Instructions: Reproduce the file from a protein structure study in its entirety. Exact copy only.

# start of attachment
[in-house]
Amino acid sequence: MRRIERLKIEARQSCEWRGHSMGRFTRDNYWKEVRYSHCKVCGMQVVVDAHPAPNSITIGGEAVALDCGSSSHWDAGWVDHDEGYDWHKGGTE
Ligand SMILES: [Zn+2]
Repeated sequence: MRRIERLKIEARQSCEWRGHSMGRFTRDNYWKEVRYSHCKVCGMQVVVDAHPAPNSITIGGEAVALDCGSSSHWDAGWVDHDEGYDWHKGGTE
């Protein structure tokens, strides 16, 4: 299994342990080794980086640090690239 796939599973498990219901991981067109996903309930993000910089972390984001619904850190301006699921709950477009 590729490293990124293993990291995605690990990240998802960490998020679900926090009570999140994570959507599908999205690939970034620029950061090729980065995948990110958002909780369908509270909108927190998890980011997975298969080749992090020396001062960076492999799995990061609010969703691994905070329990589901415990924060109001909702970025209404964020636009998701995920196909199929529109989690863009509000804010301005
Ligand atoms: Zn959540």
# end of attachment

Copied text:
[in-house]
Amino acid sequence: MRRIERLKIEARQSCEWRGHSMGRFTRDNYWKEVRYSHCKVCGMQVVVDAHPAPNSITIGGEAVALDCGSSSHWDAGWVDHDEGYDWHKGGTE
Ligand SMILES: [Zn+2]
Repeated sequence: MRRIERLKIEARQSCEWRGHSMGRFTRDNYWKEVRYSHCKVCGMQVVVDAHPAPNSITIGGEAVALDCGSSSHWDAGWVDHDEGYDWHKGGTE
């Protein structure tokens, strides 16, 4: 299994342990080794980086640090690239 796939599973498990219901991981067109996903309930993000910089972390984001619904850190301006699921709950477009 590729490293990124293993990291995605690990990240998802960490998020679900926090009570999140994570959507599908999205690939970034620029950061090729980065995948990110958002909780369908509270909108927190998890980011997975298969080749992090020396001062960076492999799995990061609010969703691994905070329990589901415990924060109001909702970025209404964020636009998701995920196909199929529109989690863009509000804010301005
Ligand atoms: Zn959540």